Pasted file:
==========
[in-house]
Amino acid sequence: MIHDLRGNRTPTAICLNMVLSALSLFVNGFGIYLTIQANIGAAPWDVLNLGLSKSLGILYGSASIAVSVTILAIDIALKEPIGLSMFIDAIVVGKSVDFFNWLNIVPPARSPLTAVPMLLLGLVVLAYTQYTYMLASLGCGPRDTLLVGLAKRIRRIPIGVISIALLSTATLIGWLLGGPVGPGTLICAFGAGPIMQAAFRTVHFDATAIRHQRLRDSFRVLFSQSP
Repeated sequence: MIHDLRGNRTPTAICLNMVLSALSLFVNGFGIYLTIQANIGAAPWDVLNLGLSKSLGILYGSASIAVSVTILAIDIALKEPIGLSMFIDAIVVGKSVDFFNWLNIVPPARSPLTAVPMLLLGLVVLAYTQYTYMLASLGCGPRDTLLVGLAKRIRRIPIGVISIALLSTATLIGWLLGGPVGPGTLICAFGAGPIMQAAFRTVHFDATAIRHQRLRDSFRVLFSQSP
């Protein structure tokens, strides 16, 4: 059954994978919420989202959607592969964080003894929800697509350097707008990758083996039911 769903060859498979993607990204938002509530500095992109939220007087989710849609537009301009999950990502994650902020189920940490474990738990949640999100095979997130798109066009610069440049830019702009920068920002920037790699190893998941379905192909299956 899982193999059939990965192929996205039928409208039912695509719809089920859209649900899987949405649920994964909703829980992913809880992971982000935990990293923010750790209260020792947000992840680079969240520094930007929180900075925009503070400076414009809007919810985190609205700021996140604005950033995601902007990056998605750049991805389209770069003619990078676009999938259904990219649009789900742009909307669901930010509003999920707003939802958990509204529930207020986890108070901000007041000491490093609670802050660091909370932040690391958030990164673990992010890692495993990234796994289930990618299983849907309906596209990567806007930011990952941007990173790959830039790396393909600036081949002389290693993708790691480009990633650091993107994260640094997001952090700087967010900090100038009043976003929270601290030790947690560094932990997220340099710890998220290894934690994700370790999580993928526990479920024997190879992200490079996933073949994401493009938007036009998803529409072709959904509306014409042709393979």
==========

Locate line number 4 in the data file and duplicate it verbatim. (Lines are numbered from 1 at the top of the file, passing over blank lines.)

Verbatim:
């Protein structure tokens, strides 16, 4: 059954994978919420989202959607592969964080003894929800697509350097707008990758083996039911 769903060859498979993607990204938002509530500095992109939220007087989710849609537009301009999950990502994650902020189920940490474990738990949640999100095979997130798109066009610069440049830019702009920068920002920037790699190893998941379905192909299956 899982193999059939990965192929996205039928409208039912695509719809089920859209649900899987949405649920994964909703829980992913809880992971982000935990990293923010750790209260020792947000992840680079969240520094930007929180900075925009503070400076414009809007919810985190609205700021996140604005950033995601902007990056998605750049991805389209770069003619990078676009999938259904990219649009789900742009909307669901930010509003999920707003939802958990509204529930207020986890108070901000007041000491490093609670802050660091909370932040690391958030990164673990992010890692495993990234796994289930990618299983849907309906596209990567806007930011990952941007990173790959830039790396393909600036081949002389290693993708790691480009990633650091993107994260640094997001952090700087967010900090100038009043976003929270601290030790947690560094932990997220340099710890998220290894934690994700370790999580993928526990479920024997190879992200490079996933073949994401493009938007036009998803529409072709959904509306014409042709393979």